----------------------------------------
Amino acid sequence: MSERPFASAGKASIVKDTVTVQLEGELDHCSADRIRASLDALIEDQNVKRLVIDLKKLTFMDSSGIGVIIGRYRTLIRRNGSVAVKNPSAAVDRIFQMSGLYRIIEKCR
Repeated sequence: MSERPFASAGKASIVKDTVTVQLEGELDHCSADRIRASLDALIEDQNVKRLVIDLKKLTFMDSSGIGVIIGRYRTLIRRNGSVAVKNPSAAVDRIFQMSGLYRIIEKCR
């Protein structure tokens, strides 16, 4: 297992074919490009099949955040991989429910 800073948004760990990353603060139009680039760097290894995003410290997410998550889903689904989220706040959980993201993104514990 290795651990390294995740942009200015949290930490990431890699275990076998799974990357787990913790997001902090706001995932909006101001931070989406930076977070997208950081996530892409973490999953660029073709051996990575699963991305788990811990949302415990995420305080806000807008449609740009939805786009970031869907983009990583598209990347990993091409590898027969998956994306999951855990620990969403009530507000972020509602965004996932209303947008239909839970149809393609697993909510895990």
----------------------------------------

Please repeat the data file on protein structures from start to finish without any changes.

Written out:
Amino acid sequence: MSERPFASAGKASIVKDTVTVQLEGELDHCSADRIRASLDALIEDQNVKRLVIDLKKLTFMDSSGIGVIIGRYRTLIRRNGSVAVKNPSAAVDRIFQMSGLYRIIEKCR
Repeated sequence: MSERPFASAGKASIVKDTVTVQLEGELDHCSADRIRASLDALIEDQNVKRLVIDLKKLTFMDSSGIGVIIGRYRTLIRRNGSVAVKNPSAAVDRIFQMSGLYRIIEKCR
């Protein structure tokens, strides 16, 4: 297992074919490009099949955040991989429910 800073948004760990990353603060139009680039760097290894995003410290997410998550889903689904989220706040959980993201993104514990 290795651990390294995740942009200015949290930490990431890699275990076998799974990357787990913790997001902090706001995932909006101001931070989406930076977070997208950081996530892409973490999953660029073709051996990575699963991305788990811990949302415990995420305080806000807008449609740009939805786009970031869907983009990583598209990347990993091409590898027969998956994306999951855990620990969403009530507000972020509602965004996932209303947008239909839970149809393609697993909510895990």